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Donna Fleming agonises over the morality of perpetuating the myth of the jolly fat guy in red.

Today I looked my 8-year-old daughter in the eye and told her a bare-faced lie. I did it without hesitating or flinching; this big fib just slid off my tongue as easily as sweat off a hot brow.

"Santa can't get you everything on your list," I told Ophelia, "because he has to stick to a budget and if he gives you all the Smiggle stuff you've asked for, other kids will get fewer presents - or none at all."

Of course most parents don't consider answering kids' questions about the jolly chap in the red suit to be "real" lying. With a few exceptions (usually for religious reasons) we all automatically buy into the great Christmas conspiracy because it's fun and harmless and it's just following a tradition of creating a magical childhood myth.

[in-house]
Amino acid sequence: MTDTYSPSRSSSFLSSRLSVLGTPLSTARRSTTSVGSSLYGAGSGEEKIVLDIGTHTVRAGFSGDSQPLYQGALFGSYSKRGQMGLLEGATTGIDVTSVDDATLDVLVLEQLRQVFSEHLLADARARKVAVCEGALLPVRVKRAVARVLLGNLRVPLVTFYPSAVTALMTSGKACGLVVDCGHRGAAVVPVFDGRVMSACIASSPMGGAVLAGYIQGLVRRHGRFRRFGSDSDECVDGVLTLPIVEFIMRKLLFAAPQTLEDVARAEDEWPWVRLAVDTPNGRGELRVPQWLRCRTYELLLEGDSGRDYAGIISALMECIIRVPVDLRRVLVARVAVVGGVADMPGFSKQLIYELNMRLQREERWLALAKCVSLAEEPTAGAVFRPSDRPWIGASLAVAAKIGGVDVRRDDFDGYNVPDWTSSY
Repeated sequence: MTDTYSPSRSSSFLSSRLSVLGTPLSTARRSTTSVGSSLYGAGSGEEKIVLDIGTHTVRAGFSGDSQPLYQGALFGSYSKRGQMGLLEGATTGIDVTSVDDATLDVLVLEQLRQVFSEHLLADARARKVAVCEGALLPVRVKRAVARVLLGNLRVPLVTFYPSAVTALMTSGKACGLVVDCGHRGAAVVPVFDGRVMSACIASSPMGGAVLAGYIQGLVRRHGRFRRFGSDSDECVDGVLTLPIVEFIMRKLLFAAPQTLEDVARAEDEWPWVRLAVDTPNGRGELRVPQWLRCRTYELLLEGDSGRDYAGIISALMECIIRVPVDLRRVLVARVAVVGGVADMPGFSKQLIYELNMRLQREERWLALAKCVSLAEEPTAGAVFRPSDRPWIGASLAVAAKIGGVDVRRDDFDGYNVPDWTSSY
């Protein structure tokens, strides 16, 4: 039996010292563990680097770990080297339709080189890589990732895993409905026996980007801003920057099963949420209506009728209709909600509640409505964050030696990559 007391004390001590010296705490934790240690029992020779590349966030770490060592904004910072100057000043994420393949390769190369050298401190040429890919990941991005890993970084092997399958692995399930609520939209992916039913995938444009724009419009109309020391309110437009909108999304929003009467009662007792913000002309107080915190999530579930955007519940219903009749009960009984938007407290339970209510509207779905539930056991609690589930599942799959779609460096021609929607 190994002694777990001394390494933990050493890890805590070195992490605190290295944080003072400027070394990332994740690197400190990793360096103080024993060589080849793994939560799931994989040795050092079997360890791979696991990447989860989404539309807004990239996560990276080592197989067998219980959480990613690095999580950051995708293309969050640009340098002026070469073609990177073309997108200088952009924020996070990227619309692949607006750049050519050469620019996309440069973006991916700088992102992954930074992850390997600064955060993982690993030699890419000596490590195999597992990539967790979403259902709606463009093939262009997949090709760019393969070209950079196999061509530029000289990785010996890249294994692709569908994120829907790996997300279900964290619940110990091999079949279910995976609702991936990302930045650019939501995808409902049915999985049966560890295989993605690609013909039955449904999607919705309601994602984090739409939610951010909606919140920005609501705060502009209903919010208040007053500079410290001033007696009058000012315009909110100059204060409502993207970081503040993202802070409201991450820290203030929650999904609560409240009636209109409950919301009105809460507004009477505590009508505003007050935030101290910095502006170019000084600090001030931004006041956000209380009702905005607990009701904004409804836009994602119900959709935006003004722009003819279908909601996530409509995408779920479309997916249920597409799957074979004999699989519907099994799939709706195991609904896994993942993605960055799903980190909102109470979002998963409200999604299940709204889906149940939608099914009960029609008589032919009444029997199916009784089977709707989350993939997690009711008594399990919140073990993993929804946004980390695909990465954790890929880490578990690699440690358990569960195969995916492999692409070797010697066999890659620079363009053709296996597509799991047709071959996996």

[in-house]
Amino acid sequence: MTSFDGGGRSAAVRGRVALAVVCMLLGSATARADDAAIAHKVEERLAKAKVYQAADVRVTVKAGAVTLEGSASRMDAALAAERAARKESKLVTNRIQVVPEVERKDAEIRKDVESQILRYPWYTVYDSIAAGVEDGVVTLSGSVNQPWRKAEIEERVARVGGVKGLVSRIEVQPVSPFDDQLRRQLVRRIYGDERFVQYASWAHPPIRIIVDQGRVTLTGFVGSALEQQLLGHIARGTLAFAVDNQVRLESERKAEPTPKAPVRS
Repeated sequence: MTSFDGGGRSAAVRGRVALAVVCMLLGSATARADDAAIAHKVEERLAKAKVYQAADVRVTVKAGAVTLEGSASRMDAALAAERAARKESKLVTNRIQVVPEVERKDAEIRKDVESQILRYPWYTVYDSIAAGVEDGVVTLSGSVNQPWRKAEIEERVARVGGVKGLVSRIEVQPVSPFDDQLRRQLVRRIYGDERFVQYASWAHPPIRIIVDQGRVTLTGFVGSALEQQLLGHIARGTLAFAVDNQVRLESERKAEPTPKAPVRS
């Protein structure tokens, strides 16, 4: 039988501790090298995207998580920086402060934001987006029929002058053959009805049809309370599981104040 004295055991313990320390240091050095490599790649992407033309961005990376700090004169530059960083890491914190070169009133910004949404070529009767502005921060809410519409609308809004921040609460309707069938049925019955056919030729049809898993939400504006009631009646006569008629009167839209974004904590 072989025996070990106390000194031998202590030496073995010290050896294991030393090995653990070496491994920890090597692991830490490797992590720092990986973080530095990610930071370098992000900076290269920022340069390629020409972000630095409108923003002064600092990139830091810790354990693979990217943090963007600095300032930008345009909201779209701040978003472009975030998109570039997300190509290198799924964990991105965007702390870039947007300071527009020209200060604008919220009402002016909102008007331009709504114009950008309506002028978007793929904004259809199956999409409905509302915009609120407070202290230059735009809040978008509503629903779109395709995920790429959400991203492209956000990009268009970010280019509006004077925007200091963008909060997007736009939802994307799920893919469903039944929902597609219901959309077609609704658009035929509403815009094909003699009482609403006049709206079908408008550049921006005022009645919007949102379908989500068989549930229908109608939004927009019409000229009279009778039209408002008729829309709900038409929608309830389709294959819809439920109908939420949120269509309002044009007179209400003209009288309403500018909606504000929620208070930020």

I, for one, have spun my only child lines about this bearded elderly bloke who sneaks into our house and leaves presents behind since she was old enough to understand what I was on about, without batting an eyelid.

Until now. Just lately I've started to feel uncomfortable about making up all this stuff. It's beginning to feel less like perpetuating a fantasy and more like telling whoppers. I think this is because the older Ophelia gets, the more searching the questions she asks, and the more elaborate my replies have to be to keep her happy.

Simple answers like, "Santa manages to squeeze all the presents on to his sleigh because it's magical," don't cut it any more. She wants details, logical explanations, technical drawings.

My husband and I have to reach deep into our imaginations to come up with replies that satisfy her curiosity.

I nearly got caught out when she asked me why, if Santa has elves to make Christmas presents at the North Pole, did most of the stuff she got last year say "Made in China"?